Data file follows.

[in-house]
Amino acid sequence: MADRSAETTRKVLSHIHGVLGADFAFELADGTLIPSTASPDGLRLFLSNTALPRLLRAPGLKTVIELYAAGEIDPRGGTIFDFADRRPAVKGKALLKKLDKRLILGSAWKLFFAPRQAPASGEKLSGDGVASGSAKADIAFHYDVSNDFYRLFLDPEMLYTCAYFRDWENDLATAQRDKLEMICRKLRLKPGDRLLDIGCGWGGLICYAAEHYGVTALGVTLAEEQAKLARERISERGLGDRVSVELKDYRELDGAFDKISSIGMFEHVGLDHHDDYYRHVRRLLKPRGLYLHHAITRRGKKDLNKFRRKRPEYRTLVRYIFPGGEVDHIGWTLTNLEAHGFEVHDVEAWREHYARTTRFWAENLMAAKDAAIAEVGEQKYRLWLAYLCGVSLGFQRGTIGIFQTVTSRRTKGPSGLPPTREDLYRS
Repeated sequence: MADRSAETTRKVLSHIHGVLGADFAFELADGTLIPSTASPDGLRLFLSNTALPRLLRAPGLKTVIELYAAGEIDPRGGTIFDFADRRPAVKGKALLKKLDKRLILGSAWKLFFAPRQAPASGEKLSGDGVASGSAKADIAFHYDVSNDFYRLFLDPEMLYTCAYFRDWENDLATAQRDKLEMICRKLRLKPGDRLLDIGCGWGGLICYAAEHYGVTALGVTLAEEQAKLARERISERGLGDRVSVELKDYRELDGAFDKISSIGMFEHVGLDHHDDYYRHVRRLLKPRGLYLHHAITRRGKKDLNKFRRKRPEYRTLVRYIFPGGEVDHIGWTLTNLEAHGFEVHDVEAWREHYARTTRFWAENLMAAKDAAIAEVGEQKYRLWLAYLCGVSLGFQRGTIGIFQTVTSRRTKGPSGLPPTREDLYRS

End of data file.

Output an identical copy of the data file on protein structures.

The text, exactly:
[in-house]
Amino acid sequence: MADRSAETTRKVLSHIHGVLGADFAFELADGTLIPSTASPDGLRLFLSNTALPRLLRAPGLKTVIELYAAGEIDPRGGTIFDFADRRPAVKGKALLKKLDKRLILGSAWKLFFAPRQAPASGEKLSGDGVASGSAKADIAFHYDVSNDFYRLFLDPEMLYTCAYFRDWENDLATAQRDKLEMICRKLRLKPGDRLLDIGCGWGGLICYAAEHYGVTALGVTLAEEQAKLARERISERGLGDRVSVELKDYRELDGAFDKISSIGMFEHVGLDHHDDYYRHVRRLLKPRGLYLHHAITRRGKKDLNKFRRKRPEYRTLVRYIFPGGEVDHIGWTLTNLEAHGFEVHDVEAWREHYARTTRFWAENLMAAKDAAIAEVGEQKYRLWLAYLCGVSLGFQRGTIGIFQTVTSRRTKGPSGLPPTREDLYRS
Repeated sequence: MADRSAETTRKVLSHIHGVLGADFAFELADGTLIPSTASPDGLRLFLSNTALPRLLRAPGLKTVIELYAAGEIDPRGGTIFDFADRRPAVKGKALLKKLDKRLILGSAWKLFFAPRQAPASGEKLSGDGVASGSAKADIAFHYDVSNDFYRLFLDPEMLYTCAYFRDWENDLATAQRDKLEMICRKLRLKPGDRLLDIGCGWGGLICYAAEHYGVTALGVTLAEEQAKLARERISERGLGDRVSVELKDYRELDGAFDKISSIGMFEHVGLDHHDDYYRHVRRLLKPRGLYLHHAITRRGKKDLNKFRRKRPEYRTLVRYIFPGGEVDHIGWTLTNLEAHGFEVHDVEAWREHYARTTRFWAENLMAAKDAAIAEVGEQKYRLWLAYLCGVSLGFQRGTIGIFQTVTSRRTKGPSGLPPTREDLYRS